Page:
Anxiety as one million Form Ones report to school today

Monday, August 2nd, 2021 08:00 | By
Form Ones reporting to school last year. Education stakeholders have expressed concern over inadequate infrastructure institutions.

Irene Githinji @gitshee

School authorities are glaring at an infrastructural nightmare as more than one million learners, who sat their 2020 Kenya Certificate of Primary Education (KCPE), exam join Form One starting today.

The Kenya Secondary Schools Headteachers Association (Kessha) and the Kenya Union of Post Primary Education Teachers (Kuppet) say the government has not improved on the existing infrastructure in schools that comes with the 100 per cent transition, thus posing major challenges.

“Whereas the government has instructed schools to reduce school fees because of the shortened term, it is yet to disburse funds for free education for this term.

More so, it has not addressed the issues of teachers shortage and adequate space in the institutions,” said Kuppet Secretary General Akello Misori.

This is the first time that all the more than 5 million learners would be in school at the same time since the outbreak of the Covid-19 pandemic.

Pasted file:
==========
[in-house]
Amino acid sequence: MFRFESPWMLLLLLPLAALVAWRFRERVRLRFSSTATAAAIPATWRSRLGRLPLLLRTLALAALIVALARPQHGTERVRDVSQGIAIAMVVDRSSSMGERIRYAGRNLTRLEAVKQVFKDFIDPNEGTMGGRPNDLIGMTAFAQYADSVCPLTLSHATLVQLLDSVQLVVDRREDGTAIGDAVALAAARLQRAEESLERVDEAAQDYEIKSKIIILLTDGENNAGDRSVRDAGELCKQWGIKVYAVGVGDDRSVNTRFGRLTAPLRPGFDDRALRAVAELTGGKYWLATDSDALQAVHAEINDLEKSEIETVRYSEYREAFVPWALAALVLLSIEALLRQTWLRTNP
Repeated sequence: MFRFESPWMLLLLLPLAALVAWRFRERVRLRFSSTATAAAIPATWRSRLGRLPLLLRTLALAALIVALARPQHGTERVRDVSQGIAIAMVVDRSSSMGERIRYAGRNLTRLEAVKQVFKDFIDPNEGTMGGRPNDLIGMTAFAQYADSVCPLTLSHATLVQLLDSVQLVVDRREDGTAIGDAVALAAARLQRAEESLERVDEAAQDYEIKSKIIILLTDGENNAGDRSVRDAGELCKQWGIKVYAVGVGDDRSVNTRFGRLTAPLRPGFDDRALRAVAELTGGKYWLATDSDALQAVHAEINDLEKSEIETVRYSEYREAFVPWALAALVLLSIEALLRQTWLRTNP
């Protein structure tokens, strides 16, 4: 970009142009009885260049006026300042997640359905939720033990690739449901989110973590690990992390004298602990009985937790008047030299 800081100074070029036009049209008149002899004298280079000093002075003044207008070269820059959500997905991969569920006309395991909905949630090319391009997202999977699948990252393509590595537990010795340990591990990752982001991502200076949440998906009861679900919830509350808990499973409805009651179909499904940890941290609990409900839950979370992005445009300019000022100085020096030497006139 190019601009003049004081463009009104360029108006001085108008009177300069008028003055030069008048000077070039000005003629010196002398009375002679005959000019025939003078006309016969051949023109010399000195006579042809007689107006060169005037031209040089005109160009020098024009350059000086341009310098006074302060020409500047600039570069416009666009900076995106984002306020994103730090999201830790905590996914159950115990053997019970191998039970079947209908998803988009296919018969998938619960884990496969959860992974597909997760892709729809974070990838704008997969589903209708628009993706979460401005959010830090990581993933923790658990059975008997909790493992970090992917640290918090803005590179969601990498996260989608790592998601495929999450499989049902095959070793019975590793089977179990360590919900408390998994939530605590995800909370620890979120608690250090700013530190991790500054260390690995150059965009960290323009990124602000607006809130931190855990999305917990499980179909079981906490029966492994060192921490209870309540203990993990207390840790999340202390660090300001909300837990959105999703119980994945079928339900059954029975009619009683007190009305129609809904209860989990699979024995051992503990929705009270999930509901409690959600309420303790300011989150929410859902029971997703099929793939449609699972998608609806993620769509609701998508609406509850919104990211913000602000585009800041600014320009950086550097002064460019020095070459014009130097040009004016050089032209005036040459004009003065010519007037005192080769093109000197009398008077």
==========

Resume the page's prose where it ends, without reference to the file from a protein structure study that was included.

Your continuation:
According to Education Cabinet Secretary Prof George Magoha, the 2020 KCPE class will constitute the third cohort of students to be admitted to secondary schools under the Government’s policy of 100 per cent transition.

“I must be honest to admit that we face some challenges in keeping these learners in school once they are admitted to the institutions.

Some of the reasons for this include the negative effects of insecurity in some parts of the country, teenage pregnancies, long distances to school, and poverty; a situation that is expected to worsen as a result of Covid-19,” Prof Magoha said when he launched the Form One selection results in June.

File  daily returns

He urged all leaders to continue supporting the ministry in addressing some of these challenges to ensure all students report to school.

As has been the case over the last three years, the CS said his ministry will continue working with their Interior counterpart to facilitate enrolment of every child in secondary school to actualise the 100 per cent transition.

“National administrative arms and other stakeholders will work with county and sub-county education officials to ensure no child is left behind,” Magoha said.

Right from the first day of Form One reporting, ministry officials will be required to file accurate daily returns on the status of reporting to schools.

Of the 1,179,192 candidates that sat the 2020 KCPE examination, 1,171,265 were placed in secondary schools.  

This was after excluding inmates, over age candidates and those from refugee camps. 

“We have, therefore, placed all candidates in secondary schools in keeping with our 100 per cent transition policy from primary to secondary,” said Magoha when he launched the Form One selection results in June.

Some 36,254 learners are expected to join national schools, 201,077 and 213,591 will be expected to go to extra-county and county schools respectively while the bulk of the learners totalling 718,516 will be expected in sub -ounty secondary schools.

Some 1,827 Special Needs Education (SNE) learners are to join secondary school.